Originally created 05/15/04

Florida prison uses faith to change lives

LAWTEY, Fla. - For 22 years, Curtis Cason has been unable to shake the cocaine demons he blames for putting him behind bars six times.

But now, the 47-year-old contends his participation in the nation's first faith-based prison, at Lawtey Correctional Institution, will give him the tools to remain clean and free when he's released in about three years.

"Since I got here, there have been great changes," said Mr. Cason, who is in Lawtey for yet another drug conviction.

He works in the prison's chapel library and would like to work with at-risk children after he's released.

"My commitment to Christ is a lot stronger," he said.

From the outside, Lawtey looks much like any other prison. Razor wire atop tall fences sparkles in the sunshine. But it differs in its programs. Along with regular prayer sessions, the facility offers religious studies, choir practice, religious counseling and other spiritual activities seven days a week.

Lawtey, about 30 miles southwest of Jacksonville, was transformed in December from a regular prison to one welcoming inmates who seek a religious life, regardless of faith. Participation among the 750 inmates is voluntary - they are free to go back to regular prison life elsewhere.

Another faith-based prison for women opened in mid-April near Tampa at Hillsborough Correctional Institution. It will eventually house more than 300 women. There's also been a faith-based dormitory for several years at Tomoka Correctional Institution, a men's prison near Daytona Beach.

Criticized by civil liberties groups as mixing church and state, the faith-based institutions are a pet project of Gov. Jeb Bush and Corrections Secretary James Crosby, who hope they'll reduce recidivism.

In fiscal 2002, the state spent more than $1.3 billion to house more than 73,000 inmates. About 44 percent of the inmates admitted that year already had done a previous stint in a Florida prison.

The Lawtey prison, down a tree-lined road, is home to inmates from 32 different denominations, including Christians, Jews and Muslims. About half of the inmates identify themselves as Baptists. There also are 132 Roman Catholics, 11 professing American Indian religions and even three Wiccans.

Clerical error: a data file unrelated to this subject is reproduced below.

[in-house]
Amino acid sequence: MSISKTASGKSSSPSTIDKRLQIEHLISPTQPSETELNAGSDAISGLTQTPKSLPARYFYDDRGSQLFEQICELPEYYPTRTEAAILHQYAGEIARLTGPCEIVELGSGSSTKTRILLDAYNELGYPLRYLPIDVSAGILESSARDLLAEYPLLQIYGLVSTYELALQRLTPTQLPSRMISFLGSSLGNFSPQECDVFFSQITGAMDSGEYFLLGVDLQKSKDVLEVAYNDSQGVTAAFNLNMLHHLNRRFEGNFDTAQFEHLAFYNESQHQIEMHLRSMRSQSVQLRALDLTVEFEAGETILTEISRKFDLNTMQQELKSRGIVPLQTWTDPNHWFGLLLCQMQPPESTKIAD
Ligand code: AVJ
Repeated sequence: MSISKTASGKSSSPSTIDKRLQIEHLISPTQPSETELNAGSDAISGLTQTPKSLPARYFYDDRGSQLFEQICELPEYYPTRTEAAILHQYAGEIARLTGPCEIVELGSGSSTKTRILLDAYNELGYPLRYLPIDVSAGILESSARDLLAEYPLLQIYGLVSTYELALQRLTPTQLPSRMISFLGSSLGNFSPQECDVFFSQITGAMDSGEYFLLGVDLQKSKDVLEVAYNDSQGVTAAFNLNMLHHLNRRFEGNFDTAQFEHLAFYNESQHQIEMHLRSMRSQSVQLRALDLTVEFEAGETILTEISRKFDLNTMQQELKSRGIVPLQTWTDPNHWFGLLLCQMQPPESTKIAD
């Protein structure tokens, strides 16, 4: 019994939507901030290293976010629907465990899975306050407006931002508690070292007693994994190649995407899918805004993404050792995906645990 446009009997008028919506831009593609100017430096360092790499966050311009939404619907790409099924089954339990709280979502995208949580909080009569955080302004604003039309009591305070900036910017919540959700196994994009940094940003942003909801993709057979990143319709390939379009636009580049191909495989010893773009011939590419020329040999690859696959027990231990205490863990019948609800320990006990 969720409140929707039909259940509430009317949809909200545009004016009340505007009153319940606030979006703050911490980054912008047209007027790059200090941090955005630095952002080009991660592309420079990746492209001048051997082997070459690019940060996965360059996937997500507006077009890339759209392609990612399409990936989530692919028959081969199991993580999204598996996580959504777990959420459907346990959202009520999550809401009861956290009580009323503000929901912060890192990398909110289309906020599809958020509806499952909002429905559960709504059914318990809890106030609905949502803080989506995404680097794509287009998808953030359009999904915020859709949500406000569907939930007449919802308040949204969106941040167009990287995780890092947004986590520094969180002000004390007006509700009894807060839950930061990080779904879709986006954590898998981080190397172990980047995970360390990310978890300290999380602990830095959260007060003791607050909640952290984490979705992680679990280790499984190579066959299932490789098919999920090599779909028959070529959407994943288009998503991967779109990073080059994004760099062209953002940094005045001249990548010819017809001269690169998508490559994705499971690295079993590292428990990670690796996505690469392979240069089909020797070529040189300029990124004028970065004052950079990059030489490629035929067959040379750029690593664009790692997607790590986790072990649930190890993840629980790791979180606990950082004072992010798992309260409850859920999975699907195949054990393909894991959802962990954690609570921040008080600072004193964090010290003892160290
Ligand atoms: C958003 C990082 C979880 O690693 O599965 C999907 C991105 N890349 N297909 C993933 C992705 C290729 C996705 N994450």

Programs include anger management, managing finances, overcoming addiction and resum preparation. A key feature is a mentoring system that pairs inmates with people on the outside who can help them get over difficult times after release.

To date, only 16 inmates have decided Lawtey wasn't for them and transferred.

There's no requirement that inmates believe in God, but they must have a belief they can turn their lives around. To be eligible, inmates must be nearing release within about three years, have clean prison records and request to come to Lawtey.

Inmates and corrections officers agree that the atmosphere at Lawtey is safer for both sides. Mr. Cason said that in other prisons, inmates constantly steal from other prisoners, but he hasn't had that happen at Lawtey. He also says an inmate at Lawtey is treated more like a human being than in other institutions.

William Wright, the chief chaplain at Lawtey, said the foundation of the faith-based programs is character development.

"These guys know they are going to get out," said the Rev. Wright, of the Christian Family Chapel in south Jacksonville. "We don't want them coming back. If they do, they can't be the husbands, fathers and brothers they need to be."

Corrections officials from several states have looked at Florida's program, including a Georgia delegation that recently toured Lawtey.

Not everyone thinks the program is a good idea, believing it crosses the line separating church and state.

"Essentially, Florida now has set up two faith-based prisons, but does not have the constitutional right to set up either one of them," said Barry Lynn, the executive director of Americans United for Separation of Church and State in Washington, D.C.


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